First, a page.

Inside IBMs Efficient Data Center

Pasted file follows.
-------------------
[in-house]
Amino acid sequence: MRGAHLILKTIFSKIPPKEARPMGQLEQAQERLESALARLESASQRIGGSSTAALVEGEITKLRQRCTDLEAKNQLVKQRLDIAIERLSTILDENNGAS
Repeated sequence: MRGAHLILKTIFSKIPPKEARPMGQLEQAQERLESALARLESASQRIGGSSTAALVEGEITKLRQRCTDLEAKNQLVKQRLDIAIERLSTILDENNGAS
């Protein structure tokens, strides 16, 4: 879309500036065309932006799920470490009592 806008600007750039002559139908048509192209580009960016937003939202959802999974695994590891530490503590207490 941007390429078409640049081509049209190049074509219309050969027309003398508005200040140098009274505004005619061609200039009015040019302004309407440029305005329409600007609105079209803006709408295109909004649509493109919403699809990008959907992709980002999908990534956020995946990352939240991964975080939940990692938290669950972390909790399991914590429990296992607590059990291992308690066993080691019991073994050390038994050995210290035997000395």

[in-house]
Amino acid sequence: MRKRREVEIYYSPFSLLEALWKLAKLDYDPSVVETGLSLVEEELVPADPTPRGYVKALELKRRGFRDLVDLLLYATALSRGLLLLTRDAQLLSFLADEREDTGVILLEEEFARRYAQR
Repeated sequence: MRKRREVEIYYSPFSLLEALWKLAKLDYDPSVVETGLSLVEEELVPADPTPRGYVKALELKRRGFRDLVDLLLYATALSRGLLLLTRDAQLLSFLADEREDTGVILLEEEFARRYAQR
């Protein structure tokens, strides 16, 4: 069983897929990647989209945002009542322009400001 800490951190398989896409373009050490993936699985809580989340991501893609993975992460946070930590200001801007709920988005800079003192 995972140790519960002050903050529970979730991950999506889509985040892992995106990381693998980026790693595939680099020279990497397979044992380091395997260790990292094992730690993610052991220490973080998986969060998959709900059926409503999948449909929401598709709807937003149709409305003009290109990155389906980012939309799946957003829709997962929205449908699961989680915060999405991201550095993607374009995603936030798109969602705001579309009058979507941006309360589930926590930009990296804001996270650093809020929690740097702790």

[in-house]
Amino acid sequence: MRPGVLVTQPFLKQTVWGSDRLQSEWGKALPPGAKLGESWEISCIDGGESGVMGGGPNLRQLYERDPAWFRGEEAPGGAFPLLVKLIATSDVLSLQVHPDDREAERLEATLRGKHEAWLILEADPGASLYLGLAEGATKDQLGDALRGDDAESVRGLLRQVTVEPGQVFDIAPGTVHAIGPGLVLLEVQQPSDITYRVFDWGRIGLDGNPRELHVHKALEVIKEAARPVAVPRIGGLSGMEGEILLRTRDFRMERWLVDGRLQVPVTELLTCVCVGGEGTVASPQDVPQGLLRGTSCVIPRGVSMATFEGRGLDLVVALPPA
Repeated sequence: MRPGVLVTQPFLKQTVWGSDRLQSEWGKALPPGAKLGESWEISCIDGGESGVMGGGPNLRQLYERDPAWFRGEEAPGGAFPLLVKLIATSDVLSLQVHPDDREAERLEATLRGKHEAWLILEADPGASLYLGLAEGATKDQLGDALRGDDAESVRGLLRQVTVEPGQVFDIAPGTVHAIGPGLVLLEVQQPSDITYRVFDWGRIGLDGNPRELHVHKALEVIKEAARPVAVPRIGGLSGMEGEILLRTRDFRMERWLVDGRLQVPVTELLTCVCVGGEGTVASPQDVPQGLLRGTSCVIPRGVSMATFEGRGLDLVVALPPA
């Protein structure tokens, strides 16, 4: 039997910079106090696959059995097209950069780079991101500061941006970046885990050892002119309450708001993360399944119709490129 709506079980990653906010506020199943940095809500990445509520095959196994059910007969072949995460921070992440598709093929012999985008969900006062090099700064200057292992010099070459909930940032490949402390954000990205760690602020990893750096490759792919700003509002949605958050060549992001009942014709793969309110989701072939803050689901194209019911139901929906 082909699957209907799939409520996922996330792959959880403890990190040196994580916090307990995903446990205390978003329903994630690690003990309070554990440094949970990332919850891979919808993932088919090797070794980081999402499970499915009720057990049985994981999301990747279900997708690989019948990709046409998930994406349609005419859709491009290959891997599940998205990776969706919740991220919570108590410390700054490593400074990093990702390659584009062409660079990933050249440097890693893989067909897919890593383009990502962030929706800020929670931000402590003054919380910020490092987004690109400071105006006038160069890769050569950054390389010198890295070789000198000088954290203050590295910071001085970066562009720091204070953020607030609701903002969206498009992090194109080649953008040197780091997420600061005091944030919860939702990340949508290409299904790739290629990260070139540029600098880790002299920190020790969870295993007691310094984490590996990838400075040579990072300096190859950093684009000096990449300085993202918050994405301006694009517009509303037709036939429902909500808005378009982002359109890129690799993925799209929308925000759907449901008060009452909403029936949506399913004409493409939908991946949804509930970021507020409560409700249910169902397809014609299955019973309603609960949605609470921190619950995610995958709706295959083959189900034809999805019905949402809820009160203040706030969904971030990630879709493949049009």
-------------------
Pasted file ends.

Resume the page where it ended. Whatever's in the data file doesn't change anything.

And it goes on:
IBM is hosting a cloud computing program at the data center in conjunction with North Carolina Central University and NC State University. The program enables students at Hillside New Tech High School, in Durham, N.C., to gain access to school materials and applications over the Internet, Dzaluk said. The data center also hosts IBM's own worldwide Website and the IT operations of such outsourcing clients as the U.S. Golf Association. USGA officials said the move to the new facility helped reduce the organization's power consumption by 38 percent and floor space requirements by 34 percent.IBM's Smarter Planet initiative is designed to incorporate greater intelligence into infrastructures-from buildings, transportation systems and utilities to businesses and even cities-to make them run more efficiently. Along those lines, IBM has put in more than 8,000 branch circuit monitoring points that keep an eye on the systems, more than 2,000 sensors that gather temperature, pressure, humidity and air flow data from air conditioners, and more than 30,000 utility and environmental sensors that interconnect with IBM software tools. Data from these sensors can be analyzed to help with future planning for the building and for energy conservation.Thanks to a host of energy-efficiency features, the IBM data center will consume half the energy that like-sized traditional data centers do, Dzaluk said. Data from sensors throughout the building enables systems to dynamically adjust cooling, which will save 15 percent in energy costs. In addition, outside air will be used for half the year to help keep the data center cool, a reflective roof is used to reduce heat from the sun and rainwater is collected for reuse. IBM was able to also reuse 95 percent of the building's original shell and recycle 92 percent-or 4,017 tons-of construction waste. The data center is a showcase for IBM's EMDC (Enterprise Modular Data Center) initiative. Introduced in June 2008, EMDC enables companies to scale their IT infrastructure as business needs demand in small, standardized modules. By growing incrementally-rather than trying to build everything at once-businesses can save 40 percent on capital expenses and 50 percent on operational expenses until further capacity is required, Sams said in an interview. He likened it to PCs, which regularly ship with extra memory slots installed. Users don't pay for the extra memory until it's needed, he said. The EMDC approach also helps businesses with planning, Sams said. Rather than trying to guess what the company will need 20 years down the road-or what technology will be like in that time-the company can expand its data center as needed. "Planning this five years out is challenging, much less 20 years," Sams said. "Someone building a data center five years ago didn't even know about cloud computing." The data center is also a model of how IBM will roll out its own data centers in the future.